THE WAIT IS OVER --- Expansion of the Provisional Waiver Program is Finally Here!!

As we all know, in 2013, USCIS implemented the I-601a Provisional Waiver Program, which allows the spouses of U.S. citizens to file their waiver applications requesting forgiveness for their unlawful presence here in the United States, await an approval, and then depart for their scheduled interview only after the waiver is approved.This was a significant change in the law because families were separated for a much shorter period of time, and there was much less fear associated with having to depart the U.S. for an interview – they knew they would be able to return with a green card. The biggest downside of this newly implemented waiver was that it was only made available to spouses and children of U.S. citizens.Until now!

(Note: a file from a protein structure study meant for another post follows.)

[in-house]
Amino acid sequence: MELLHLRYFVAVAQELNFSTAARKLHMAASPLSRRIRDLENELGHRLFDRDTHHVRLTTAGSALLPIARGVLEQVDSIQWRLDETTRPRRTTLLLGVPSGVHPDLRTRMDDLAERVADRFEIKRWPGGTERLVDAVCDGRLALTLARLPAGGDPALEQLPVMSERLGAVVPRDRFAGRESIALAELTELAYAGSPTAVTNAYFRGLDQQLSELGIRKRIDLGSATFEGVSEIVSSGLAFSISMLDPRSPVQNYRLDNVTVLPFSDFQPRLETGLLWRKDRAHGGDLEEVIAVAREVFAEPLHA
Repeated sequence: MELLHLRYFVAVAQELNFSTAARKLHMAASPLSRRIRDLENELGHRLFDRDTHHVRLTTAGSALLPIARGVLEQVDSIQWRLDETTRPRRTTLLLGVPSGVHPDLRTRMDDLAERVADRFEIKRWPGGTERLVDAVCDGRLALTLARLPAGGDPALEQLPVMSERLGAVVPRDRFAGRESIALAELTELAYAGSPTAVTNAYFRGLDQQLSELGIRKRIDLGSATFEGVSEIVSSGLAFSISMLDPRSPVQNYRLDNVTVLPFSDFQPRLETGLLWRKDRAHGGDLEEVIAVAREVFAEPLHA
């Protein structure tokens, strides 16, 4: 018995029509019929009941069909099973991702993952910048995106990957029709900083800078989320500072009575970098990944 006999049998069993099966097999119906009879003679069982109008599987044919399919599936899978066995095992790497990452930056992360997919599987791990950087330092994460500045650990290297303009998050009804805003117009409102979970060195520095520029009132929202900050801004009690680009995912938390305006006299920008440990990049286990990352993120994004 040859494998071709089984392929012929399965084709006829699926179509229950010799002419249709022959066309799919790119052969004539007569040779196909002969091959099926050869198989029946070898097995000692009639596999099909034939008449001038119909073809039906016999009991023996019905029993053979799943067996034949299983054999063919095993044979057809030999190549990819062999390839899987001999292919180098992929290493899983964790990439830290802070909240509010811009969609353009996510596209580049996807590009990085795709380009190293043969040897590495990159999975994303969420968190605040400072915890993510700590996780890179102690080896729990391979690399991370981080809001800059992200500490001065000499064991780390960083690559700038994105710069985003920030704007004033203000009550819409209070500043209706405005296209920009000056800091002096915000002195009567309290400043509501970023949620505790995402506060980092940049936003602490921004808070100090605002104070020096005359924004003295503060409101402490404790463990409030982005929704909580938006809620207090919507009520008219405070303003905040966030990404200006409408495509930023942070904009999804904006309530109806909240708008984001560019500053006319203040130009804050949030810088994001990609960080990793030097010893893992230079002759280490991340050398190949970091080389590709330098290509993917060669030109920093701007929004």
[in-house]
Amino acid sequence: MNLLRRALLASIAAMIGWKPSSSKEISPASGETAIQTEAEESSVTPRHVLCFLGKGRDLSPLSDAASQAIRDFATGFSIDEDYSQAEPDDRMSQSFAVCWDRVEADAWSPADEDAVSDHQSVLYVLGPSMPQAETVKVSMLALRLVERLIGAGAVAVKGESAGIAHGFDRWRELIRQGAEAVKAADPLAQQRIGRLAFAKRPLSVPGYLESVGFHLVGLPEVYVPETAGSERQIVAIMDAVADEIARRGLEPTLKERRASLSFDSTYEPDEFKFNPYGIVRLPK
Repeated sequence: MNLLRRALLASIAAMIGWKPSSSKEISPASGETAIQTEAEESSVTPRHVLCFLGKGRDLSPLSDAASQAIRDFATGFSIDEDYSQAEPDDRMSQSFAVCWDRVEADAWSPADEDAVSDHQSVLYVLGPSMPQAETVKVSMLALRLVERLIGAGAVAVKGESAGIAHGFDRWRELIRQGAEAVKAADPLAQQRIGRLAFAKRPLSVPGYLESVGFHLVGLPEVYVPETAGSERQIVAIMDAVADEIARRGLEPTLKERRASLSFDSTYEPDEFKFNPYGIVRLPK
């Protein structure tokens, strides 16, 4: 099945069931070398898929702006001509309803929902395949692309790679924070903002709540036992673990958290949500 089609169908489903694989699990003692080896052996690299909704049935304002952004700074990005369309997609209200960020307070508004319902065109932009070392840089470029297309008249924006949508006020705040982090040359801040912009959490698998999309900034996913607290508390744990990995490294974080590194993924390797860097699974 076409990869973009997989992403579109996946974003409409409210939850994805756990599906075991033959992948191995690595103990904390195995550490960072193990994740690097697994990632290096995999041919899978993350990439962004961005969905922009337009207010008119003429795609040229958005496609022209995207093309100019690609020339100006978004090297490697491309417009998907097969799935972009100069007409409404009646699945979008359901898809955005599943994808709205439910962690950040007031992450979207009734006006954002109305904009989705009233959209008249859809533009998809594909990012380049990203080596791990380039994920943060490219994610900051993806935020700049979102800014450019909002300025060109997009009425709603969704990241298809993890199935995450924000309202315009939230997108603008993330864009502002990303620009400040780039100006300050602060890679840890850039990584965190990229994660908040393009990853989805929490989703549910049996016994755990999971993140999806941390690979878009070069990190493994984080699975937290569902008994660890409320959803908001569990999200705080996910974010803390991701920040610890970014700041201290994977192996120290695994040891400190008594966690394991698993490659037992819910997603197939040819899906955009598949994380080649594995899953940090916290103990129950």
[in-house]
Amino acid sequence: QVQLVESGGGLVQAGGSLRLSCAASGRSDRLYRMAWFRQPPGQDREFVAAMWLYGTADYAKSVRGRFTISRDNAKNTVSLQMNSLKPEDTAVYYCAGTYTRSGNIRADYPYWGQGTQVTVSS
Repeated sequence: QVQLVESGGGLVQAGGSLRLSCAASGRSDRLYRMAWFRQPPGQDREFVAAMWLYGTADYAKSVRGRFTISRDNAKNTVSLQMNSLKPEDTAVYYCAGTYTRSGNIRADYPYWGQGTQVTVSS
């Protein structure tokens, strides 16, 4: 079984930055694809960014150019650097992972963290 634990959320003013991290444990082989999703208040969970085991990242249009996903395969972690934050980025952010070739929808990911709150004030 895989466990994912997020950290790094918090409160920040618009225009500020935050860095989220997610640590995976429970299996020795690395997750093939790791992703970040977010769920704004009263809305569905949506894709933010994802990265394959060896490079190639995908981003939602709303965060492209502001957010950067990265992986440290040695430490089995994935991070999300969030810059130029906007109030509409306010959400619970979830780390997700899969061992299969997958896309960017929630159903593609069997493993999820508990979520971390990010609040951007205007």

What does this latest announcement mean?

Until today’s announcement, only certain classes of immediate relatives with qualifying relatives (U.S. citizen spouses and parents) were eligi…